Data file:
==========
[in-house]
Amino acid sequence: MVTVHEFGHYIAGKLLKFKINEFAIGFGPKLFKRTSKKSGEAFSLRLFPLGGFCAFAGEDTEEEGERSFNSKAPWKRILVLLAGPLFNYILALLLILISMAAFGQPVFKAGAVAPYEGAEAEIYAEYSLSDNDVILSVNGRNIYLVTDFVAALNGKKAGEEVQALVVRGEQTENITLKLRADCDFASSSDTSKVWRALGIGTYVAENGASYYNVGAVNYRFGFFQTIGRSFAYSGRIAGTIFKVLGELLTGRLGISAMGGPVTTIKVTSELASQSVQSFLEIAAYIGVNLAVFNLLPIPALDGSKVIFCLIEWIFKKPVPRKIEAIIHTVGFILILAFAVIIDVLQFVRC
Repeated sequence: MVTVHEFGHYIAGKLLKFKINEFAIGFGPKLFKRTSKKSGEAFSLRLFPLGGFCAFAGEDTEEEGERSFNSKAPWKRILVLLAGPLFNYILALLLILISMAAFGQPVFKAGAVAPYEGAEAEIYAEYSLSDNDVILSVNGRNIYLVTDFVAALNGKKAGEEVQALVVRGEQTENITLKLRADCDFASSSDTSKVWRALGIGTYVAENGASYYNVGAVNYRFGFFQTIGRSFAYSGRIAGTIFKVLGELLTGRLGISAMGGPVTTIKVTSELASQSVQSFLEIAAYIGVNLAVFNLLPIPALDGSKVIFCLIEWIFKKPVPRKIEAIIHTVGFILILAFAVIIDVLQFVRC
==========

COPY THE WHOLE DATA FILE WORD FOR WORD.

[in-house]
Amino acid sequence: MVTVHEFGHYIAGKLLKFKINEFAIGFGPKLFKRTSKKSGEAFSLRLFPLGGFCAFAGEDTEEEGERSFNSKAPWKRILVLLAGPLFNYILALLLILISMAAFGQPVFKAGAVAPYEGAEAEIYAEYSLSDNDVILSVNGRNIYLVTDFVAALNGKKAGEEVQALVVRGEQTENITLKLRADCDFASSSDTSKVWRALGIGTYVAENGASYYNVGAVNYRFGFFQTIGRSFAYSGRIAGTIFKVLGELLTGRLGISAMGGPVTTIKVTSELASQSVQSFLEIAAYIGVNLAVFNLLPIPALDGSKVIFCLIEWIFKKPVPRKIEAIIHTVGFILILAFAVIIDVLQFVRC
Repeated sequence: MVTVHEFGHYIAGKLLKFKINEFAIGFGPKLFKRTSKKSGEAFSLRLFPLGGFCAFAGEDTEEEGERSFNSKAPWKRILVLLAGPLFNYILALLLILISMAAFGQPVFKAGAVAPYEGAEAEIYAEYSLSDNDVILSVNGRNIYLVTDFVAALNGKKAGEEVQALVVRGEQTENITLKLRADCDFASSSDTSKVWRALGIGTYVAENGASYYNVGAVNYRFGFFQTIGRSFAYSGRIAGTIFKVLGELLTGRLGISAMGGPVTTIKVTSELASQSVQSFLEIAAYIGVNLAVFNLLPIPALDGSKVIFCLIEWIFKKPVPRKIEAIIHTVGFILILAFAVIIDVLQFVRC